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Foster Farms poultry plants remain open despite outcry

By Michael Hirtzer

(Reuters) - Three poultry plants in California that were the source of a Salmonella outbreak that has sickened hundreds of people in 20 states will continue to operate despite demands by lawmakers and consumer advocate groups that they be shut down.

Foster Farms' plants in Fresno and Livingston will remain open after the poultry company implemented new "food safety controls over the last two months," Ron Foster, president and chief executive officer of the privately held California-based company, said in a statement.

The U.S. Agriculture Department's Food Safety and Inspection Service said it reviewed the company's safety plans on Thursday and federal inspectors will remain at the plants.

A total of 317 people across the United States were infected by the Salmonella Heidelberg outbreak, with 42 percent of those needing hospitalization, the Centers for Disease Control and Prevention said on Friday.

There have been no deaths, the CDC said.

Salmonella, a common bacterial foodborne illness, can cause diarrhea, nausea, fever and cramping, and can be fatal to infants and the elderly.

The decision to keep the plants open was "a disgrace" by USDA, U.S. Rep. Louise Slaughter, Democrat of New York, said in a statement on Friday. She said USDA should have moved to shut down the poultry plants.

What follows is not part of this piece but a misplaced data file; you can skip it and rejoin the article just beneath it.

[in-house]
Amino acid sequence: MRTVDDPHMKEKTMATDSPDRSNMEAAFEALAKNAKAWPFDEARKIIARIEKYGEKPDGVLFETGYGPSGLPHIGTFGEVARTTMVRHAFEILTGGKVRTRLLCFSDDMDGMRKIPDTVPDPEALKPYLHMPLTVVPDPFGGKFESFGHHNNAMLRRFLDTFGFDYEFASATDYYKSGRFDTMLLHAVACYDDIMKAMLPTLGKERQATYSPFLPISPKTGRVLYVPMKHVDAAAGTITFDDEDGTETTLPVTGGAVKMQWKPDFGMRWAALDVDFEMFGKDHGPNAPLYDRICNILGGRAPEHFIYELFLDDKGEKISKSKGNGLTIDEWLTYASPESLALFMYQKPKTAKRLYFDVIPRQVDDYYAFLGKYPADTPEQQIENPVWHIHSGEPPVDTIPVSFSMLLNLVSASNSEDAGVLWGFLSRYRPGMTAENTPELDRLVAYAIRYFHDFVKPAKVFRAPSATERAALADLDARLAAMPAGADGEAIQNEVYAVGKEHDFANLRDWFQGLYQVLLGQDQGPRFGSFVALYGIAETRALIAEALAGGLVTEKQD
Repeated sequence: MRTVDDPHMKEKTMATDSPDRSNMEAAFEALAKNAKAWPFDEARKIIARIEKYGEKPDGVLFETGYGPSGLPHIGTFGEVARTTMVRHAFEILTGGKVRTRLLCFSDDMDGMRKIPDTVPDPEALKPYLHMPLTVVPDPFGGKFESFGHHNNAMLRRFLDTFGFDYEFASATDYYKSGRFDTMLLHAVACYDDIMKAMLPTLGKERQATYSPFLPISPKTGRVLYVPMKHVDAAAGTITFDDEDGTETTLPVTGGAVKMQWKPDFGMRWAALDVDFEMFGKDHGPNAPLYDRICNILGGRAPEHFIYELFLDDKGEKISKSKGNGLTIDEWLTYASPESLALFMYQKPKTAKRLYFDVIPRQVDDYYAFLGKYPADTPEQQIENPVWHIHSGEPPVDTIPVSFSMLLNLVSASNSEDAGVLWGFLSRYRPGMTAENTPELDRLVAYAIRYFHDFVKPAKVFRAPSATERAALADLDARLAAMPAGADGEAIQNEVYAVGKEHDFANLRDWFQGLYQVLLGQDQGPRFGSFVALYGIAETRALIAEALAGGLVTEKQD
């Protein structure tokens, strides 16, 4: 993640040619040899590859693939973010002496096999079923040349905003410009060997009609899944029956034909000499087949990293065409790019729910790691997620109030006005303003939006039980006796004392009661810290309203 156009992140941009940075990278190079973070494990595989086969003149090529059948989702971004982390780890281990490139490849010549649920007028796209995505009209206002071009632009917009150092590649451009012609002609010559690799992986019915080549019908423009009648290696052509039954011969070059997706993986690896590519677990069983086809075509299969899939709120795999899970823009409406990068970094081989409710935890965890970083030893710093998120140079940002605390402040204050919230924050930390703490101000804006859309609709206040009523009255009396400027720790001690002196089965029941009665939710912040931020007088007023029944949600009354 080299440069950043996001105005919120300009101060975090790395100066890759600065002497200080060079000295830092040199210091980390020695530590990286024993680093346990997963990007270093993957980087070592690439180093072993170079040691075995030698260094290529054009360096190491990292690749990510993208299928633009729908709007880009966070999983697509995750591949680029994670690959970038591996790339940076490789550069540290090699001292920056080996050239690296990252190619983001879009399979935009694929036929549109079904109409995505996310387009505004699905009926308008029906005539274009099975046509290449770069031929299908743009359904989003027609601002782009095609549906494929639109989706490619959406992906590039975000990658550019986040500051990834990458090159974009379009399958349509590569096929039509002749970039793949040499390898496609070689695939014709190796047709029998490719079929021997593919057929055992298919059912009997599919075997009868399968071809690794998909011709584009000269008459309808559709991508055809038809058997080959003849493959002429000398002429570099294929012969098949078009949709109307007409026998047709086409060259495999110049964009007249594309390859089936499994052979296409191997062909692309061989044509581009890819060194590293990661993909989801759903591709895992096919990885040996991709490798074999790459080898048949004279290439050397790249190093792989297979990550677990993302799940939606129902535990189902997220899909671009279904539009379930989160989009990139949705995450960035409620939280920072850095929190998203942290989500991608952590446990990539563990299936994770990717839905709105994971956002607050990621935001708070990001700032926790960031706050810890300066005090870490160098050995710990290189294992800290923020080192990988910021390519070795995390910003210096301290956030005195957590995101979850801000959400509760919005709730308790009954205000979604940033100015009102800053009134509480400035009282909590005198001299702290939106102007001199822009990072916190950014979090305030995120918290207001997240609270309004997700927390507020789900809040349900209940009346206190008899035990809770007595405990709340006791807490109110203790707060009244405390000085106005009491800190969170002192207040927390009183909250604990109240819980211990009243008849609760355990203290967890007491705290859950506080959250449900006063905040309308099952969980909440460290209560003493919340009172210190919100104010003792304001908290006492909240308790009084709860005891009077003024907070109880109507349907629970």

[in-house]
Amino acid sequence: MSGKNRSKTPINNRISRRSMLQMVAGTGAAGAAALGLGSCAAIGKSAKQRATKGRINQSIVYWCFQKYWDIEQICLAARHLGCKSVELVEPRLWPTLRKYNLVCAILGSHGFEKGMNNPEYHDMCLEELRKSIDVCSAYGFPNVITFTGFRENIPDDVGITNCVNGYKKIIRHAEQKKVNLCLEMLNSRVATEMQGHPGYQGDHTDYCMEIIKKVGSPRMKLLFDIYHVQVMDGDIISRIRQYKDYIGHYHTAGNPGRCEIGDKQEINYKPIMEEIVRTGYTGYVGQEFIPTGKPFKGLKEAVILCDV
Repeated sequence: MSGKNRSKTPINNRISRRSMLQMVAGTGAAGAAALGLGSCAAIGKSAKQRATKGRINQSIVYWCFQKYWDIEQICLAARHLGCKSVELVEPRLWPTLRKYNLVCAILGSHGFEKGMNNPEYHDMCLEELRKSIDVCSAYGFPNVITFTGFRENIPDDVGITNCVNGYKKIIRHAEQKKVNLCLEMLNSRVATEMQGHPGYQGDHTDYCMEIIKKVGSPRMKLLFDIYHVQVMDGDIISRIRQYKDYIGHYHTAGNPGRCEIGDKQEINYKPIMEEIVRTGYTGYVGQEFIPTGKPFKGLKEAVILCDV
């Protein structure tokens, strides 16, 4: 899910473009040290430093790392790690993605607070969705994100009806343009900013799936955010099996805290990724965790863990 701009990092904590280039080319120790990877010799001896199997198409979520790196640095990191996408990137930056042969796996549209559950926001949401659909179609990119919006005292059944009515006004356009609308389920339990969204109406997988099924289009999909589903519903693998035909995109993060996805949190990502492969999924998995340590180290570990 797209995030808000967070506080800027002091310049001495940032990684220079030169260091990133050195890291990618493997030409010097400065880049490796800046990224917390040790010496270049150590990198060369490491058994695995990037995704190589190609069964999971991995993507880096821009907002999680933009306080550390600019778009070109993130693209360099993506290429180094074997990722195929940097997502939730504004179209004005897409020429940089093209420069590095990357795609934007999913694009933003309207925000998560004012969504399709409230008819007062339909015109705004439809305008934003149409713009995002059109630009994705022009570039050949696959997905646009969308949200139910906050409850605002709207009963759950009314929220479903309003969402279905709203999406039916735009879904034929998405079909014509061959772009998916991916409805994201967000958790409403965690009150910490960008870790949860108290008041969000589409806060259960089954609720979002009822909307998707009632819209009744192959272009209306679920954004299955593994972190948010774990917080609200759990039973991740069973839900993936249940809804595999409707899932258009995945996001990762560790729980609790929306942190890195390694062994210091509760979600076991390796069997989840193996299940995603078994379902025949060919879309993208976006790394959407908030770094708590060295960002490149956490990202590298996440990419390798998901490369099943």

"The USDA's toothless decisions endangers public health today, and encourages bad actors in the food industry to continue to break the law tomorrow," Slaughter said

The Center for Science in the Public Interest said the company should recall chicken from store shelves, a move Foster Farms resisted.

The company in the release said raw chicken, if properly handled and cooked to 165 degrees Fahrenheit (74 degrees Celsius), is safe to consume.

Foster Farms spokesman Michael Fineman declined to provide Reuters with details of the new safety measures the company has put into place.

The USDA is largely closed due to U.S. government budget impasse that has led to the furloughing of hundreds of thousands of workers but meat inspectors, deemed "essential" employees, remain on the job.

(Additional reporting by P.J. Huffstutter in Chicago; Editing by Bob Burgdorfer)

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